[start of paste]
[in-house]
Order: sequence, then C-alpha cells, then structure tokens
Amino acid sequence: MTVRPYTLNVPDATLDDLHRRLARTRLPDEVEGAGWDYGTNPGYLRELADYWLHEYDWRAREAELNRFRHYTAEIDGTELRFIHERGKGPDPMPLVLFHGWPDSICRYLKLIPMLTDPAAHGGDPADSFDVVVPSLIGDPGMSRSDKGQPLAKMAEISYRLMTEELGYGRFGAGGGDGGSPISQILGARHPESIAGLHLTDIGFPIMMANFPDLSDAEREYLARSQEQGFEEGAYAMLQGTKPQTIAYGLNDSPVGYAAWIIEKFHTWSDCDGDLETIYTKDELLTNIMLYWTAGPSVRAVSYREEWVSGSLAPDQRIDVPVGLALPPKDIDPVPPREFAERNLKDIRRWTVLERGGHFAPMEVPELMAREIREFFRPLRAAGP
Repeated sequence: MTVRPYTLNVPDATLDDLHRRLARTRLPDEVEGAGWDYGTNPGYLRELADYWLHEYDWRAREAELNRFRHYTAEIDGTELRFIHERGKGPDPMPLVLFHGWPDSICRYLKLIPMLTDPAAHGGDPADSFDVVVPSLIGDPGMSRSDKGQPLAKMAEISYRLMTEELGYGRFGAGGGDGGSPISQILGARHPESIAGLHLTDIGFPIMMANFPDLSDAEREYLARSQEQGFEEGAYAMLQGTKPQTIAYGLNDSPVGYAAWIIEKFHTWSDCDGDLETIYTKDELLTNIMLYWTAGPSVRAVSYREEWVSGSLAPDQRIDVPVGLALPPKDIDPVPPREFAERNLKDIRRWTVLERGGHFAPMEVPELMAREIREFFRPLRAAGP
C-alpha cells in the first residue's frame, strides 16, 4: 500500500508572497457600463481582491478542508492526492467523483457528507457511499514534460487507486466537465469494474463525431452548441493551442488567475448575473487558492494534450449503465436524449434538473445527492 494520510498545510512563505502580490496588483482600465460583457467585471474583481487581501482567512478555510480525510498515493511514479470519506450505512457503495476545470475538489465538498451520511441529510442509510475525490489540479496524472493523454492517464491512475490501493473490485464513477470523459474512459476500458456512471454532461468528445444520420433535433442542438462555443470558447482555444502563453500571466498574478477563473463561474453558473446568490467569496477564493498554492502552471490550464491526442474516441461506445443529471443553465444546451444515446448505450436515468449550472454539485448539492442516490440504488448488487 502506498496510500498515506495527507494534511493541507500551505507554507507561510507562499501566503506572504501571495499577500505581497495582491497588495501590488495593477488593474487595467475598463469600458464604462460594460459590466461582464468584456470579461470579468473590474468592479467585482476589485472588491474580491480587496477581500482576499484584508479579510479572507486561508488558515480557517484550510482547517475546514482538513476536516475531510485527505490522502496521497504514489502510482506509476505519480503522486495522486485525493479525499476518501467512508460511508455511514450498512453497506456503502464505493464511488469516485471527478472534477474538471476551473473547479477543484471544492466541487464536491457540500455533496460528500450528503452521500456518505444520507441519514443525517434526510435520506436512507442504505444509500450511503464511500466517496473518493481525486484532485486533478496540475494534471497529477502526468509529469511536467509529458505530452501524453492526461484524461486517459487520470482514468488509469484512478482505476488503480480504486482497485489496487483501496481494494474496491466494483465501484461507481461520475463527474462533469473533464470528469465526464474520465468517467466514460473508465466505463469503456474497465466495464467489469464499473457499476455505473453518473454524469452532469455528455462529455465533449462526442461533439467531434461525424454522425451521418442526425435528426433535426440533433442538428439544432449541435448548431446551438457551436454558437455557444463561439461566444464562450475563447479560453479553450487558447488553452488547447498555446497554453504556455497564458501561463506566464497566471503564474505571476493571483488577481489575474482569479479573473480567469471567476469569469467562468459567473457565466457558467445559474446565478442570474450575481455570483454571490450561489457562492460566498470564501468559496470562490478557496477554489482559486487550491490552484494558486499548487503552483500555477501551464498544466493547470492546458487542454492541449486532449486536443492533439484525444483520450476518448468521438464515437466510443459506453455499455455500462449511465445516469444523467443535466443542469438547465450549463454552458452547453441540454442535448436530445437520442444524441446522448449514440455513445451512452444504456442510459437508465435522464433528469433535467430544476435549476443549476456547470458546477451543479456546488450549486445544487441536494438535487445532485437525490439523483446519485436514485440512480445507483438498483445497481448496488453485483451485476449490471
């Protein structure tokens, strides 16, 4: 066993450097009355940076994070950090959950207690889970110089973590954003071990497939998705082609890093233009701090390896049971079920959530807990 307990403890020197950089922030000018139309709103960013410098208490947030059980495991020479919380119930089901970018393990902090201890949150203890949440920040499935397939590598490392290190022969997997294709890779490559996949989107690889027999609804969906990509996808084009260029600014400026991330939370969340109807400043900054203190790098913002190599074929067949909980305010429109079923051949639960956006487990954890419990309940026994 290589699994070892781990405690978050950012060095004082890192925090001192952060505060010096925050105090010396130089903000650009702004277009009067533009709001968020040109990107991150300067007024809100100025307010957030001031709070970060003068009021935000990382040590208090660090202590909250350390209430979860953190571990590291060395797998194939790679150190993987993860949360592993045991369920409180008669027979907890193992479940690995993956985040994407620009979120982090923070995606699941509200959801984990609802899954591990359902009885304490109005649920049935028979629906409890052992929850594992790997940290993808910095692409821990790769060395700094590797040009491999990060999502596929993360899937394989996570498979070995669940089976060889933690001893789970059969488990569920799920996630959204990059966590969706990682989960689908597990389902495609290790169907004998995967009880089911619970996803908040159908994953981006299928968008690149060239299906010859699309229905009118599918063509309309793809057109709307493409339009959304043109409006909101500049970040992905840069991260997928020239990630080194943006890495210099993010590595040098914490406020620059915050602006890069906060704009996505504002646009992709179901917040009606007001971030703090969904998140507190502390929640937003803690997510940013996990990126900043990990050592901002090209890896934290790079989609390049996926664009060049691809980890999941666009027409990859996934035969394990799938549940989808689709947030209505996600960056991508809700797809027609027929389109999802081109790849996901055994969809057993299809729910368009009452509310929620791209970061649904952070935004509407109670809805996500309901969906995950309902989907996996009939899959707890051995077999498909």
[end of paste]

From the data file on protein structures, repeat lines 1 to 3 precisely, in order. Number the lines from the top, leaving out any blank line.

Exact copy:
[in-house]
Order: sequence, then C-alpha cells, then structure tokens
Amino acid sequence: MTVRPYTLNVPDATLDDLHRRLARTRLPDEVEGAGWDYGTNPGYLRELADYWLHEYDWRAREAELNRFRHYTAEIDGTELRFIHERGKGPDPMPLVLFHGWPDSICRYLKLIPMLTDPAAHGGDPADSFDVVVPSLIGDPGMSRSDKGQPLAKMAEISYRLMTEELGYGRFGAGGGDGGSPISQILGARHPESIAGLHLTDIGFPIMMANFPDLSDAEREYLARSQEQGFEEGAYAMLQGTKPQTIAYGLNDSPVGYAAWIIEKFHTWSDCDGDLETIYTKDELLTNIMLYWTAGPSVRAVSYREEWVSGSLAPDQRIDVPVGLALPPKDIDPVPPREFAERNLKDIRRWTVLERGGHFAPMEVPELMAREIREFFRPLRAAGP